Robert McDowell may not seem like the sort of FCC commissioner who would be sympathetic to KTRU. After all, he has spent time scaring up the ghosts of a return of the Fairness Doctrine, and that sort of paranoid attitude towards media regulation does not make him seem like the sort of guy who would stop a license transfer.
But the most interesting part of McDowell’s personal history is his former position as Chariman of the Board of the McLean Project for the Arts. The MPA has the self-proclaimed mission of:
“exhibit[ing] the work of emerging and established artists from the mid-Atlantic region; [promoting] public awareness and understanding of the concepts of contemporary art; and [offering] instruction and education in the visual arts.”
Compare this to the KTRU Mission:
“The mission of KTRU as a student organization and a 50,000 watt radio station is to educate the station membership, the greater Houston community, and the students of Rice University through its progressive and eclectic programming in the spirit of the station’s non-commercial, educational license. Musically, KTRU programming will endeavor to solely feature genres and/or artists who are unexposed, or unavailable on, the Houston commercial radio dial.”
Both organizations share a dedication to public education about the arts, and bring attention to emerging and established local artists. McDowell’s experience with the MPA may give him the background and understanding necessary to sympathize with KTRU’s legal appeals and encourage him to recognize that at times, the FCC does need to operate a stronger hand on license transfers. Indeed, it is not a Democratic or Republican position, but a position of promoting local arts for the public interest.
FCC Commissioner Mignon Clyburn is used to regulating utilities. She previously served as the chair of the National Association of Regulatory Utility Commissioners Washington Action Committee and is also a former chair of the Southeastern Association of Regulatory Utility Commissioners. However, most importantly, she spent 14 years as the publisher and general manager of The Coastal Times.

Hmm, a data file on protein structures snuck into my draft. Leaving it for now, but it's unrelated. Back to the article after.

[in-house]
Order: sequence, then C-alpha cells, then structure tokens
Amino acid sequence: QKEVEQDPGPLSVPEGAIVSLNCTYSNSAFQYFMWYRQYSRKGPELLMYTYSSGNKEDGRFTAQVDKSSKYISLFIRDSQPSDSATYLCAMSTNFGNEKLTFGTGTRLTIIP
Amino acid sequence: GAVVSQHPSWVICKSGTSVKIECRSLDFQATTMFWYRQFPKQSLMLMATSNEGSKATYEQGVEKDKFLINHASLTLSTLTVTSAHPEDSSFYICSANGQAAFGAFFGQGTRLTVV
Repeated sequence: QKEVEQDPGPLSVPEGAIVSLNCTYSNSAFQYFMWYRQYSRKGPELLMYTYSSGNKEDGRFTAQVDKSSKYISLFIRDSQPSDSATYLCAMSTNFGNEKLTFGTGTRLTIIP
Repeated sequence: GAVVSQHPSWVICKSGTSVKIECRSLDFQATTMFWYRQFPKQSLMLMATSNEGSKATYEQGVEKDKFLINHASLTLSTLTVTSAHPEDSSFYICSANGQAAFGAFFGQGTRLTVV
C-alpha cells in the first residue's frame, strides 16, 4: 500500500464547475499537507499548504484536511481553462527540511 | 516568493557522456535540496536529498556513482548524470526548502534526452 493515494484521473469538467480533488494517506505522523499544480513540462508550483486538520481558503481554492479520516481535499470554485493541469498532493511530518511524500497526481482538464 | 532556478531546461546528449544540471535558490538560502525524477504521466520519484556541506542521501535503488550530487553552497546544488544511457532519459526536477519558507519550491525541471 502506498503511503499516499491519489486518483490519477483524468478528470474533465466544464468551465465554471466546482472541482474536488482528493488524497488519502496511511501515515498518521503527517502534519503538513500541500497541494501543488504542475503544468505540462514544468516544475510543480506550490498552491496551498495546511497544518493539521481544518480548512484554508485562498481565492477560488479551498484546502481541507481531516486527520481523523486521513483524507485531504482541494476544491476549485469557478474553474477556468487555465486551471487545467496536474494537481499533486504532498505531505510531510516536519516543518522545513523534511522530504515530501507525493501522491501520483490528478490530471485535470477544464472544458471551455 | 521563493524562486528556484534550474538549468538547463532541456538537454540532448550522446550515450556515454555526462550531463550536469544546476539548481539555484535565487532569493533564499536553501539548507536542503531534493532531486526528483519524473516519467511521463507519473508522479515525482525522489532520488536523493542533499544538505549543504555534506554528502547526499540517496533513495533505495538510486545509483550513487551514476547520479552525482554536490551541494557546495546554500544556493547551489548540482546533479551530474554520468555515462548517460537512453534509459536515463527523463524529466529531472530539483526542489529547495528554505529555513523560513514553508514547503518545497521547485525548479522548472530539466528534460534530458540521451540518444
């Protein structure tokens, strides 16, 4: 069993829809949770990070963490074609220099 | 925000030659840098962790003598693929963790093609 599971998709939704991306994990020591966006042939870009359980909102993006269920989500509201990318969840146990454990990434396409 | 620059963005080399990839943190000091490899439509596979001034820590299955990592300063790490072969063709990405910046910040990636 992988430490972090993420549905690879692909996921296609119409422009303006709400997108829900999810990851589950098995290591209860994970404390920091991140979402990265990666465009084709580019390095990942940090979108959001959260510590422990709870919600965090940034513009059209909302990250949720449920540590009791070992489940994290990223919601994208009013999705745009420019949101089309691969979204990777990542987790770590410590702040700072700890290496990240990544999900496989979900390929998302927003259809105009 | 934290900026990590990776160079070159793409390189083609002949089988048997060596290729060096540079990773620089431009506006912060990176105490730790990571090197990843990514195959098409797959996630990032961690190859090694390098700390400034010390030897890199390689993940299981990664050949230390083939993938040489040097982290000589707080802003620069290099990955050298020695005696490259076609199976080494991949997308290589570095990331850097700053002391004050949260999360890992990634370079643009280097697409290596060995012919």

The Coastal Times had a circulation of only about 5,500 (smaller than the Rice Thresher), but her experience on the paper has given her a great respect for the First Amendment, and an attitude that is much more willing than past “prudish” FCC members to stand up for speech.
Meredith Baker went to UH Law and opposes Net Neutrality, a sign that she is deeply opposed to any sort of FCC interference. Screw that.
So there are your FCC commissioners. Things may seem tough and the KTRU sale may appear inevitable. However, a quick look at your actual FCC commissioners demonstrates that the situation is not as bleak as one may think. Several members have backgrounds in local media, and some have even explicitly questioned the trend of media consolidation at the expense of local programming and uniqueness. You can help them remember the importance of local media programming and the true meaning of public interest by writing the FCC and signing onto the KTRU letter. Your voice is especially important if you live within the KTRU broadcast zone. So speak up. All you have to do to save KTRU (or at least force Rice to appeal to the D.C. Circuit) is count to three.
And KTRU is saved.